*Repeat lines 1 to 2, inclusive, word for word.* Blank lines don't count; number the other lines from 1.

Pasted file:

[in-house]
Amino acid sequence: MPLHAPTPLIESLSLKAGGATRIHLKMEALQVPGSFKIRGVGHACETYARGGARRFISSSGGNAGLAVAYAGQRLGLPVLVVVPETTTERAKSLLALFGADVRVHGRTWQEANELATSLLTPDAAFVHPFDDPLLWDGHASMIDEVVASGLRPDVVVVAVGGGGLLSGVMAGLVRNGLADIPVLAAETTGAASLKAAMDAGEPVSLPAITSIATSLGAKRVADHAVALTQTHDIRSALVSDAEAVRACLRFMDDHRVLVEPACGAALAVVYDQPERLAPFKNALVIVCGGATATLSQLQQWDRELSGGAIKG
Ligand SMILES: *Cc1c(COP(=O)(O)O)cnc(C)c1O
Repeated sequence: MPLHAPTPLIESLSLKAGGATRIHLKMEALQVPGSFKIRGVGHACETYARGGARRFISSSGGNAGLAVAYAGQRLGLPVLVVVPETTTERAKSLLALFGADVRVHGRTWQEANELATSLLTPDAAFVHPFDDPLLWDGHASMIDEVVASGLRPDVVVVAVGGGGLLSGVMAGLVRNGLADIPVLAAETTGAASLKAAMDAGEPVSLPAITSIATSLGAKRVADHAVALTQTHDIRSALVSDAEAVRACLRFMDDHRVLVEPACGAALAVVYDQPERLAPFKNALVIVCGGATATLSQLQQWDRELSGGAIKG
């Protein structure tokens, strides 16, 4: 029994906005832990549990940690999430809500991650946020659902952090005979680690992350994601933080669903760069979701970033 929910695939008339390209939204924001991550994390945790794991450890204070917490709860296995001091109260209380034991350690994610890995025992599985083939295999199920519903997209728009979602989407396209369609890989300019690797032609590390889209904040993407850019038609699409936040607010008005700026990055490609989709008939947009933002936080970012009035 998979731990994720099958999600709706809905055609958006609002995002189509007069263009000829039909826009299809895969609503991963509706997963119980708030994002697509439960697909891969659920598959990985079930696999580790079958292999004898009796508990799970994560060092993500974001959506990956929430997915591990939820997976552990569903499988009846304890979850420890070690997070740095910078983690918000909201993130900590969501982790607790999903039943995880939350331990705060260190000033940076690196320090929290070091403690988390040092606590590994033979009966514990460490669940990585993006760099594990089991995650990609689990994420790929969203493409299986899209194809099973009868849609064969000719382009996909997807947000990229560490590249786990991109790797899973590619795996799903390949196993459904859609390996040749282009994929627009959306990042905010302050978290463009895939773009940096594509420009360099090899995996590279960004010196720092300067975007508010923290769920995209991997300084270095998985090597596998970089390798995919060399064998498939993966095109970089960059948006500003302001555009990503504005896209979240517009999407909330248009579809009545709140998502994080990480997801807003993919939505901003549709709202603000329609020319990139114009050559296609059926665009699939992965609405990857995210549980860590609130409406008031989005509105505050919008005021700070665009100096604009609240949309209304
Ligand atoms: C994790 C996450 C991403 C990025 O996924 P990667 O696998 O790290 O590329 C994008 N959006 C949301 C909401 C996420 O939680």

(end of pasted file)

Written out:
[in-house]
Amino acid sequence: MPLHAPTPLIESLSLKAGGATRIHLKMEALQVPGSFKIRGVGHACETYARGGARRFISSSGGNAGLAVAYAGQRLGLPVLVVVPETTTERAKSLLALFGADVRVHGRTWQEANELATSLLTPDAAFVHPFDDPLLWDGHASMIDEVVASGLRPDVVVVAVGGGGLLSGVMAGLVRNGLADIPVLAAETTGAASLKAAMDAGEPVSLPAITSIATSLGAKRVADHAVALTQTHDIRSALVSDAEAVRACLRFMDDHRVLVEPACGAALAVVYDQPERLAPFKNALVIVCGGATATLSQLQQWDRELSGGAIKG